Inside ASU Football

Aug. 8, 2002

Hello from Camp Tontozona! The weather has been fantastic, the field is in great shape, and the players have been working hard. Many thanks to the overwhelming number of fans who wrote in this week. We had over 60 questions from Devil fans all over the country. New York, Texas, California, Oklahoma, Minnesota, Ohio, New Jersey, Hawaii, Washington, Alabama and, of course, Arizona all were represented. I read every single e-mail, and I would be writing for the next two weeks if I tried to answer them all! I am happy to say that there was only one question that I felt was someone telling me how we messed something up - as opposed to the intent of this feature - to let you, the fan, in on what we are dong. Keep the e-mails coming!

This week's questions:

Talk about the 4-2-5 defense and what we are going to make it better for 2002:

The 4-2-5 defense first came to my attention when I was an assistant at Boston College. It was and still is being played by Virginia Tech. When I coached at Oregon in 1996 and 1997, Washington was playing this defense under Jim Lambright. More recently, TCU, Western Michigan, Kentucky, and Temple are some other schools that play the 4-2-5. Oregon, in our conference, plays basically the same system except they call one of their safeties the 'Sam Linebacker.' Trust me, he is a safety.

The 4-2-5 is designed to be an 8- man front against 1-back teams and a 9-man front against 2-backs. The intent is to always have 1 more defender in the 'tackle box' area than the offense can block. What hurt us in many cases last year is that the unblocked or unaccounted for defender missed the tackle. We missed 110 tackles that accounted for over 1100 total yards last season. No scheme can be successful like that. Also, we were last in the Pac-10 in take-aways; so our defense was on the field too much. Finally, the 4-2-5 puts enormous pressure on the cornerbacks and we played 3 freshmen last year, who played like freshmen at times. Bottom line, we plan to get better on defense in the following ways:

� 8 returning starters plus several other players with game experience

� A better understanding, and more importantly a much better belief in the defensive system by the players

� We will tackle better! We have worked hard on this in both spring ball and fall camp, both from a technique and from a hustle-to-the-ball standpoint.

� We will not be last in the Pac-10 in takeaways. The coaching staff has seen dramatic improvement in this area and the players are excited about it.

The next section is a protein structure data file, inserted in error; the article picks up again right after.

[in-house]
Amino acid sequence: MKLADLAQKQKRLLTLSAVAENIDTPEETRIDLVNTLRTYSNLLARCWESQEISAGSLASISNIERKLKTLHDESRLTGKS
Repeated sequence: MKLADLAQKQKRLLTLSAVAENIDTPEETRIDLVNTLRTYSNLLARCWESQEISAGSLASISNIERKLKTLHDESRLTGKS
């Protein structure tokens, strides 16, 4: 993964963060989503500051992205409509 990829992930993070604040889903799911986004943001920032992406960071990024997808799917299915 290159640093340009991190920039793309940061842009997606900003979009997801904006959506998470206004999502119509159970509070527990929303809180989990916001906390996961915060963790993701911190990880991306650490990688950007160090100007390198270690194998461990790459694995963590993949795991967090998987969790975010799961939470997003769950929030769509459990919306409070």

� We will play more bump coverage and do some other things to help our corners be more successful. I think R.J. Oliver has become a much better player and is one of the best leaders on our team. He also has three more seasons of eligibility.

� More overall team speed on defense.

We had several questions regarding the QB position. (There's a big surprise!)

We have six QB's on our roster. Chad Christensen, Andrew Walter, Any Goodenough, Kellen Bradley, Jon Stoner, and Nate Mortensen. Stoner is a transfer from SDSU, so he is ineligible this season and will play exclusively on the scout team. Mortensen will be leaving on a two year LDS mission after this year, so he too will play on the scout team. We would love to redshirt Kellen Bradley and allow him to get stronger and learn the system. We really like Kellen. He is smart, accurate, and an excellent leader. Andy Goodenough has a lot of experience at the JC level where he threw for a zillion yards and proved that he could win games. He also has a redshirt year, and is probably our best pure passer. With only one spring in our offense, he is still learning. He understands timing and rhythm, but it is difficult, if not impossible, to give three guys enough reps to get any of them where they need to be. Chad played the best over the course of 15 spring practices. He deserves to be #1 on the depth chart at this time and has taken 90% of the snaps with our first offense at Tontozona. Chad is smart, tough and mobile. He has every intangible that you could ask for. He just doesn't have experience. I liken this situation to what Washington State went through four years ago when they went with a redshirt freshman named Jason Gesser. QB is like any other position in that the best guy has to play. Chad knows that he needs to play the best he can and I know that he will make mistakes but will improve as the season goes on. Andrew Walter is our most experienced QB and it has shown in our first week at Camp T. Andrew knows the system and has a big arm. Andrew is tough and has really worked hard at improving his weaknesses. I know that Andrew wants to get back out there and show that he is the best guy. Time will tell for everybody. Mark Helfrich (QB coach) and myself evaluate everything about the QB position everyday. Not only do we see these guys live and in color at practice and in the classroom, but we watch them another thousand or so times each day on videotape. We break down their every throw, every step and every decision. History has shown us that senior QB's usually have the most success in the Pac-10. We don't have any seniors. Do we have the next Jake Plummer? We won't know that answer until these guys get a real chance, over time, to get better on the field in game situations. And oh, by the way . . . . it wouldn't hurt if the guys around them on offense, the guys on the other side of the ball on defense, and all the guys who contribute on special teams play well. Pretty simple, huh?

Keep the e-mails coming and we will talk again next week.


Dirk KoetterHead Football Coach

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